Senate panel advances nomination to the Supreme Court

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WASHINGTON (NEXSTAR) — Less than two weeks out from election day, the U.S. Senate is gearing up to confirm President Donald Trump’s Supreme Court nominee.

Thursday, the Senate Judiciary Committee cleared one of the final hurdles to appoint conservative judge Amy Coney Barrett to the nation’s highest court.

But the historic vote didn’t go without some drama.

Since Justice Ruth Bader Ginsburg’s seat became vacant less than a month ago, Democrats have railed against the idea of filling her spot on the court. But with little power to slow down Republicans, Barrett is one step closer to assuming her new position.

“To call this process illegitimate is actually being too kind,” said Senate Minority Leader Chuck Schumer, D-NY.

With little options left, Senate Democrats protested the confirmation of Barrett.

“We believe the American people should have the last word,” said U.S. Sen. Dick Durbin, D-IL.

“We believe both the Affordable Care Act and Roe v. Wade could be lost,” said Sen. Dianne Feinstein, D-CA.

However, their boycott fell flat as Republicans quickly advanced Barrett’s nomination to the Senate floor.

Democrats say the vote without any of them present was a violation of the law.

“Chairman Graham has broken the rules,” Schumer said. “This nomination should not go forward.”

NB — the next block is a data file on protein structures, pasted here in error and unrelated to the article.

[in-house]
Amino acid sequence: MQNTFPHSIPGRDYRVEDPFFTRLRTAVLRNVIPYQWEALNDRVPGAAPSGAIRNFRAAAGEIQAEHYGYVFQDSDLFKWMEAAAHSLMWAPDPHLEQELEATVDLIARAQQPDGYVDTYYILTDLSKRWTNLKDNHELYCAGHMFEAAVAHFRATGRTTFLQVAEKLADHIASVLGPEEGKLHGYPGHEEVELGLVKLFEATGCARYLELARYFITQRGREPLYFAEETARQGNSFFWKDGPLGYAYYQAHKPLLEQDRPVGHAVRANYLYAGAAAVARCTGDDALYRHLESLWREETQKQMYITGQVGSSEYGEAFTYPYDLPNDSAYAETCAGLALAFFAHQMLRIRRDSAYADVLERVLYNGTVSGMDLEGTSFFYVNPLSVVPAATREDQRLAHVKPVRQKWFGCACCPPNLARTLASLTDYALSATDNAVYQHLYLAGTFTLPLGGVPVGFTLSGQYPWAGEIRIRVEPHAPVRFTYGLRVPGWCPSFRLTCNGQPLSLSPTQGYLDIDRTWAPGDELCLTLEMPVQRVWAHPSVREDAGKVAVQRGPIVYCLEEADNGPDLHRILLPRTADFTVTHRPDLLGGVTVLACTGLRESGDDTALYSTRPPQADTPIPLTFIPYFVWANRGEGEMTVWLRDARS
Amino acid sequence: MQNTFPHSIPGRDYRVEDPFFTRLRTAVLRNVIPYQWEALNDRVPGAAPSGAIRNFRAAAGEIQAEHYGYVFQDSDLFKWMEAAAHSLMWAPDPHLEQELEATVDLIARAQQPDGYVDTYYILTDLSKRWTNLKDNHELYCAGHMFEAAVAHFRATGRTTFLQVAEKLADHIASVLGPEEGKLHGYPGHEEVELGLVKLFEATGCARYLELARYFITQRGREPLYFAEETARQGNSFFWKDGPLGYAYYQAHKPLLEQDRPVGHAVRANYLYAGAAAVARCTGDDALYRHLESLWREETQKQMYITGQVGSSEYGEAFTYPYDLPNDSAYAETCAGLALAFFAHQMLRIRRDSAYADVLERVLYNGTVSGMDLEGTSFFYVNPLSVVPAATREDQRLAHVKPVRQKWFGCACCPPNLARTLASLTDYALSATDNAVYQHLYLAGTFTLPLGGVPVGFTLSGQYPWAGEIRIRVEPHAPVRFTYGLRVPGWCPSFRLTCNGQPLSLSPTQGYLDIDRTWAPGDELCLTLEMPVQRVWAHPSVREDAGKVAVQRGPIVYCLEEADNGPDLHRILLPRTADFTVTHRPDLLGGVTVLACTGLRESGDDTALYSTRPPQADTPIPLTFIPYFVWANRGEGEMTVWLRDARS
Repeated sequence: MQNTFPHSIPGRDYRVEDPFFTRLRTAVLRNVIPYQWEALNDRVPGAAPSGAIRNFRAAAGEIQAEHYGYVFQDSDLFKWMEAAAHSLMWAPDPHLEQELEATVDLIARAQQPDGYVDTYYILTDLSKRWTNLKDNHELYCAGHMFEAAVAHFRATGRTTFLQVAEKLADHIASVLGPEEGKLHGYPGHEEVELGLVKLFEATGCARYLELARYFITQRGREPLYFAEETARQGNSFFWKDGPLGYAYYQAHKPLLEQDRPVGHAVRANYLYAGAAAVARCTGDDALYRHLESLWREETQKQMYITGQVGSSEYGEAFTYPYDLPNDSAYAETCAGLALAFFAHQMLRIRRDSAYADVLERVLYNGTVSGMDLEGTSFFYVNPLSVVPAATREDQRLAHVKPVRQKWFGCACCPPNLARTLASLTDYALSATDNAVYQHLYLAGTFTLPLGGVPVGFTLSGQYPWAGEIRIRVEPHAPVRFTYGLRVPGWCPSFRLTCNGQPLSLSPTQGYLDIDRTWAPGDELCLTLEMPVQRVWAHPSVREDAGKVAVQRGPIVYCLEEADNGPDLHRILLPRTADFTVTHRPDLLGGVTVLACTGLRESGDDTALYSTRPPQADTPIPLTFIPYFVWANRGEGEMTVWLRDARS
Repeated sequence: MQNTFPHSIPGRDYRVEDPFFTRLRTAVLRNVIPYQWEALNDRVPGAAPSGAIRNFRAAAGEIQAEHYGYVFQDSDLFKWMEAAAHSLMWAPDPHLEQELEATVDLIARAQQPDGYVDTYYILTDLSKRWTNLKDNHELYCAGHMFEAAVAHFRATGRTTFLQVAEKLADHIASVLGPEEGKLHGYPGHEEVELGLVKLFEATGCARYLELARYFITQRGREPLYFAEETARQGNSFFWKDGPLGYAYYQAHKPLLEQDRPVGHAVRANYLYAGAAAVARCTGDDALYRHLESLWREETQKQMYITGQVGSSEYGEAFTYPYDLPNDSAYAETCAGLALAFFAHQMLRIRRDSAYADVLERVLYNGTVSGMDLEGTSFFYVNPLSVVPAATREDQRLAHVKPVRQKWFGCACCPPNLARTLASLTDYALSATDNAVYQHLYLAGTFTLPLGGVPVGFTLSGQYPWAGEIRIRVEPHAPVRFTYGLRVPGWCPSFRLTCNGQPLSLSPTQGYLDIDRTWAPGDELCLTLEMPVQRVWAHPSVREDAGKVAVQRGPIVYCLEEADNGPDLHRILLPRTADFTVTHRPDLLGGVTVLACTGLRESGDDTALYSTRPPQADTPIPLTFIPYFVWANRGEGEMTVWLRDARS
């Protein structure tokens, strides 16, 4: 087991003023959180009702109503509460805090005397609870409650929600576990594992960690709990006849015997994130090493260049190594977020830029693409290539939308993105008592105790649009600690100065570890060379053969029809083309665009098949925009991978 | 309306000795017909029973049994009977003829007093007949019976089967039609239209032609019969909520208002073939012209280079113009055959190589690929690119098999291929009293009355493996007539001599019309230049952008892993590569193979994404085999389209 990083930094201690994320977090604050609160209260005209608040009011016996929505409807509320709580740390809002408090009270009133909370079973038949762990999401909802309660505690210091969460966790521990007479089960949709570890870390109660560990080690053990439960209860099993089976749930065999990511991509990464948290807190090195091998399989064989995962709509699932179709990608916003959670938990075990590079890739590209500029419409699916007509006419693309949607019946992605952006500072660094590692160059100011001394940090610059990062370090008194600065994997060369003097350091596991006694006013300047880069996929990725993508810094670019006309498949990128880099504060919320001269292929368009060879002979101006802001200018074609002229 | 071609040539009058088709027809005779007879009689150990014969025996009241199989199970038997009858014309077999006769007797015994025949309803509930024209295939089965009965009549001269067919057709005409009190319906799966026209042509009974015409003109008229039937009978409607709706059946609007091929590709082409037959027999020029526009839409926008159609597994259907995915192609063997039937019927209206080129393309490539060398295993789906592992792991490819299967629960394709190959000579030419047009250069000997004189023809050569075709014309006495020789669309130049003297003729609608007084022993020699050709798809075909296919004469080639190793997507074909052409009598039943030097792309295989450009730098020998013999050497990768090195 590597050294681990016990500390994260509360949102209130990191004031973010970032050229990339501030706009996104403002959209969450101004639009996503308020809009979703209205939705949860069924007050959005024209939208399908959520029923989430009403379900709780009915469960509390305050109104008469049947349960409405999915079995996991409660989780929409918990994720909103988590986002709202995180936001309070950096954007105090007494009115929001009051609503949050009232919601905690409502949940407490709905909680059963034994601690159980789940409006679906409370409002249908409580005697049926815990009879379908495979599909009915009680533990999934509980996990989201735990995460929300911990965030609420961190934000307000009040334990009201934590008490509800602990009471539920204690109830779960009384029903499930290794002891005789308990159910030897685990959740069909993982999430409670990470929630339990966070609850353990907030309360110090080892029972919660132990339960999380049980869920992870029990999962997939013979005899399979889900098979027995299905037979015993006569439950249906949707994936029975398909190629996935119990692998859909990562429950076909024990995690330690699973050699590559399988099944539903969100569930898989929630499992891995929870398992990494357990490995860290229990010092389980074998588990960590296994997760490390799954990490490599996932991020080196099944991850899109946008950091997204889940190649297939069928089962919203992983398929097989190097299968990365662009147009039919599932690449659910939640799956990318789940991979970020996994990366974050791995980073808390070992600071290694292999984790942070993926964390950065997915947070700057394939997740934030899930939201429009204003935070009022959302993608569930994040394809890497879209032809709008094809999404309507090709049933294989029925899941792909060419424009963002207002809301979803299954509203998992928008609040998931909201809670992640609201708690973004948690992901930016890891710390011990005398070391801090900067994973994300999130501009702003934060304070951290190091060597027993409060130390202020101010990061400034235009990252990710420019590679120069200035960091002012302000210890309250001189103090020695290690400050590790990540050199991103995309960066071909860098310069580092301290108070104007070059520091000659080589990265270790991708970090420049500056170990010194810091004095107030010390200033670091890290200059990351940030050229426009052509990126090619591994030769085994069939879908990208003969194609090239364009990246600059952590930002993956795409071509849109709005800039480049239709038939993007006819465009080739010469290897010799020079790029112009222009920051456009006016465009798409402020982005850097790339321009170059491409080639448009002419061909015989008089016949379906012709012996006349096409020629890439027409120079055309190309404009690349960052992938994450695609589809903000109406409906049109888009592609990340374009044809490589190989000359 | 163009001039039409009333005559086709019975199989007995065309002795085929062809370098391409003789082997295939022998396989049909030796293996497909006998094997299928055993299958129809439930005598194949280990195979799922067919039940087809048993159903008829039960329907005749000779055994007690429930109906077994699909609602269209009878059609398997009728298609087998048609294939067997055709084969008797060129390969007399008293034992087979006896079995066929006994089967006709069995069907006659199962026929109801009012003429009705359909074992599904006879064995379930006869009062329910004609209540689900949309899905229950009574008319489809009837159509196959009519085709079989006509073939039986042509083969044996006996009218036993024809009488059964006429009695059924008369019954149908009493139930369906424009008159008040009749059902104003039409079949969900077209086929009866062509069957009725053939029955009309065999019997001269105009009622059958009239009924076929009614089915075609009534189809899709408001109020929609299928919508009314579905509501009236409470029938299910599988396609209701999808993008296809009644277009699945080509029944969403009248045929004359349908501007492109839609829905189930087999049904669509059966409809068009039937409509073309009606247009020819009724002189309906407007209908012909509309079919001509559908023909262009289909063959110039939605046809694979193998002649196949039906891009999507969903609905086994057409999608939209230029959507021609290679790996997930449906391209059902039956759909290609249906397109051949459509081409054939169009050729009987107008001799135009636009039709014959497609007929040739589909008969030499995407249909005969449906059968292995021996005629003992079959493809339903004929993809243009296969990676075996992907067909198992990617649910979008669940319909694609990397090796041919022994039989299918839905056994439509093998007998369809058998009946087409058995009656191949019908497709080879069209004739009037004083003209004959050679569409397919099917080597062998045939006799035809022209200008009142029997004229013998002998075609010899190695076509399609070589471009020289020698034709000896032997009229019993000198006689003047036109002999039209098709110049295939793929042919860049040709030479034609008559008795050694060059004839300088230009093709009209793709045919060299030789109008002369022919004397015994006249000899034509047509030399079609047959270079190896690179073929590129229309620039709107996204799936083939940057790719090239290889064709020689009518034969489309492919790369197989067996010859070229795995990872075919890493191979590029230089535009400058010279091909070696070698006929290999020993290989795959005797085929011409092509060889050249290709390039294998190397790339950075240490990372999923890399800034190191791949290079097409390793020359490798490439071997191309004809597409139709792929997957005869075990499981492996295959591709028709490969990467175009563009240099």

Senate Judiciary Committee Chairman Lindsey Graham and U.S. Sen. John Cornyn, R-TX, says Democrats have no real basis to object.

“She’s not just qualified, she’s incredibly qualified,” Graham, R-SC, said.

“Rather than show up and do their job, they continue to do the theater,” said Cornyn.

U.S. Sen. Josh Hawley, R-MO, calls Barrett’s confirmation, which gives conservatives 6 to 3 majority, on the court a victory.

“This is the most openly pro-life Supreme Court nominee in my lifetime,” Hawley said.

The full Senate will begin debate on Barrett’s confirmation starting Friday, with a final vote expected Monday.

The last outstanding issue is if Barrett will — at Democrats’ request — recuse herself from upcoming cases dealing with the Affordable Care Act or a potential election dispute.

During her confirmation hearings, Barrett promised to consider the request but did not say what action she plans to take.

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